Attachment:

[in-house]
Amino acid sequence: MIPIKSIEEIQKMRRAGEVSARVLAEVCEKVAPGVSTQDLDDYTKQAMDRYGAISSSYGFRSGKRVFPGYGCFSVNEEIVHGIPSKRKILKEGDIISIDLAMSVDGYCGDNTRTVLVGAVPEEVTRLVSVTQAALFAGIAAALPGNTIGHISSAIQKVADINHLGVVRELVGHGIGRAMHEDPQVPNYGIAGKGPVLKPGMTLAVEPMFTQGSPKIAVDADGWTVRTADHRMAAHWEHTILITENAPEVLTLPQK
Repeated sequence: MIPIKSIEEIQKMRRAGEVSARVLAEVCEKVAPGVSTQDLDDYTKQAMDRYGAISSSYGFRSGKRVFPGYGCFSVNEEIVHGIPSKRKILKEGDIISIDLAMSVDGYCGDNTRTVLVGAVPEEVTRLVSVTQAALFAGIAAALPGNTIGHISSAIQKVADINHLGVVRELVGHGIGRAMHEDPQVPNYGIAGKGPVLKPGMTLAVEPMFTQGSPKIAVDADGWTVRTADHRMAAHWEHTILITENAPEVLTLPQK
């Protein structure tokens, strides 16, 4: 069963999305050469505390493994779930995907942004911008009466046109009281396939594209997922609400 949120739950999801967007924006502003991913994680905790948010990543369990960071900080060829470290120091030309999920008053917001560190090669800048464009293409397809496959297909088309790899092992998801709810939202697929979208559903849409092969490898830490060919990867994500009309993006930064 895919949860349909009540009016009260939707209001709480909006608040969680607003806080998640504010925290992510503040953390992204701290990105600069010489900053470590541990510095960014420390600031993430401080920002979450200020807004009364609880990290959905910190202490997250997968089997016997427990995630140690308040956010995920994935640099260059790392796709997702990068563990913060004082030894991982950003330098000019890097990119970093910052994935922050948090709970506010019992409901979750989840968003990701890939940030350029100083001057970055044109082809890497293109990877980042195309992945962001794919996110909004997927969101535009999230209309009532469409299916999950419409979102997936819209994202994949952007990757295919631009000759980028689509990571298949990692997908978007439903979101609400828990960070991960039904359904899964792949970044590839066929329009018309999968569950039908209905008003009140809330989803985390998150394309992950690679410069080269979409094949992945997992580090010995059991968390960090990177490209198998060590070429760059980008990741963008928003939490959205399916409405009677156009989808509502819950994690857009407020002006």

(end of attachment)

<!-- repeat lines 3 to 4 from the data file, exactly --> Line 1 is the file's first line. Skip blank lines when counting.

Repeated sequence: MIPIKSIEEIQKMRRAGEVSARVLAEVCEKVAPGVSTQDLDDYTKQAMDRYGAISSSYGFRSGKRVFPGYGCFSVNEEIVHGIPSKRKILKEGDIISIDLAMSVDGYCGDNTRTVLVGAVPEEVTRLVSVTQAALFAGIAAALPGNTIGHISSAIQKVADINHLGVVRELVGHGIGRAMHEDPQVPNYGIAGKGPVLKPGMTLAVEPMFTQGSPKIAVDADGWTVRTADHRMAAHWEHTILITENAPEVLTLPQK
């Protein structure tokens, strides 16, 4: 069963999305050469505390493994779930995907942004911008009466046109009281396939594209997922609400 949120739950999801967007924006502003991913994680905790948010990543369990960071900080060829470290120091030309999920008053917001560190090669800048464009293409397809496959297909088309790899092992998801709810939202697929979208559903849409092969490898830490060919990867994500009309993006930064 895919949860349909009540009016009260939707209001709480909006608040969680607003806080998640504010925290992510503040953390992204701290990105600069010489900053470590541990510095960014420390600031993430401080920002979450200020807004009364609880990290959905910190202490997250997968089997016997427990995630140690308040956010995920994935640099260059790392796709997702990068563990913060004082030894991982950003330098000019890097990119970093910052994935922050948090709970506010019992409901979750989840968003990701890939940030350029100083001057970055044109082809890497293109990877980042195309992945962001794919996110909004997927969101535009999230209309009532469409299916999950419409979102997936819209994202994949952007990757295919631009000759980028689509990571298949990692997908978007439903979101609400828990960070991960039904359904899964792949970044590839066929329009018309999968569950039908209905008003009140809330989803985390998150394309992950690679410069080269979409094949992945997992580090010995059991968390960090990177490209198998060590070429760059980008990741963008928003939490959205399916409405009677156009989808509502819950994690857009407020002006």